The latest addition to my website is Jun’ichiro Tanizaki‘s 痴人の愛 (Naomi). This was Tanizaki’s first full-length novel, written when he had moved away from Yokohama after the Great Kantō earthquake of 1923. It tells the story of Joji Kawai, a serious young man with a good job in Tokyo who falls for a young woman – she is fifteen when he first sees her – who has come from a poor background and is now working as a waitress in a café. Joji initially says he is going to protect her and pay for her to study (English and music) but it is clear that his real reason is sexual attraction. She is clearly a very attractive young woman, with something of a Eurasian look – Joji thinks that she looks a bit like Mary Pickford – and Joji, while initially happy with her, will soon find that many other men are attracted to her. Naomi is looking for a good time, which means dancing, parties, fine, generally Western-style clothes and good food. All of this costs money, but his main problem is that he is sixteen years older than her and she calls him Papa and there are plenty of men closer to her age who are happy to take her dancing. It was something of a risqué novel for the period, though very tame by our standards but still an interesting novel about how a man can fall in love with a woman to the extent that he is prepared to make any sacrifice to keep her.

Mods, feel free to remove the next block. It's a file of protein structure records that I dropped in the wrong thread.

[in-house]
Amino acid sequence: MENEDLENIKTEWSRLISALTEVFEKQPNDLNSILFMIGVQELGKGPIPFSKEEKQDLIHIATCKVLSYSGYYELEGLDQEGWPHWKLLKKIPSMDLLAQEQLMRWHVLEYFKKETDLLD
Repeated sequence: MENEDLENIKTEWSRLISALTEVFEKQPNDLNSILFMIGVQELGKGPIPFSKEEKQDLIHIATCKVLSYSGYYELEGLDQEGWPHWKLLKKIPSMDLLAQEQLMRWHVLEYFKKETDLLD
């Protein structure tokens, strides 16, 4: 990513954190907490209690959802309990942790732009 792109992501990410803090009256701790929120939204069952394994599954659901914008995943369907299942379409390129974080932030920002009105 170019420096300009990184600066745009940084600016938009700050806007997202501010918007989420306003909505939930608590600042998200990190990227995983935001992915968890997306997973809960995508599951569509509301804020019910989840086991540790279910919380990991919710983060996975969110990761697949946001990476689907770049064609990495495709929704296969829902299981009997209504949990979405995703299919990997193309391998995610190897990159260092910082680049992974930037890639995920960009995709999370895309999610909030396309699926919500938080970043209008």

Jun’ichiro Tanizaki: 痴人の愛 (Naomi)
- Post author:tmn
- Post published:24 February 2014
- Post category:Japan / The Modern Novel website
- Post comments:3 Comments
This Post Has 3 Comments
One I keep meaning to try. I’ve read several of Tanizaki’s novels (and actually recently reread ‘The Makioka Sisters’) One of my favourites is ‘Quicksand’, a book which, in its sexual tension, is just as effective as anything modern 🙂
I have read The Makioka Sisters twice and seen the film but not for a long time, so shall be rereading it, as well as many of the others. I don’t recall if I have already read Quicksand – I think not – but shall certainly be reading it in the next few weeks.
I also admire Quicksand, Tony. More than the sexual tension, I remember that insinuating narrator’s voice. Did Quicksand also remind you of Ford Maddox Ford’s The Good Soldier?
The Makioka Sisters is lovely, more gentle than any of the other Tanizakis I have read.
I think I read Naomi many years ago on the heels of Some Prefer Nettles. TMR, if you haven’t already, you may want to read Some Prefer Nettles– the description of the bunraku puppet theater is especially memorable.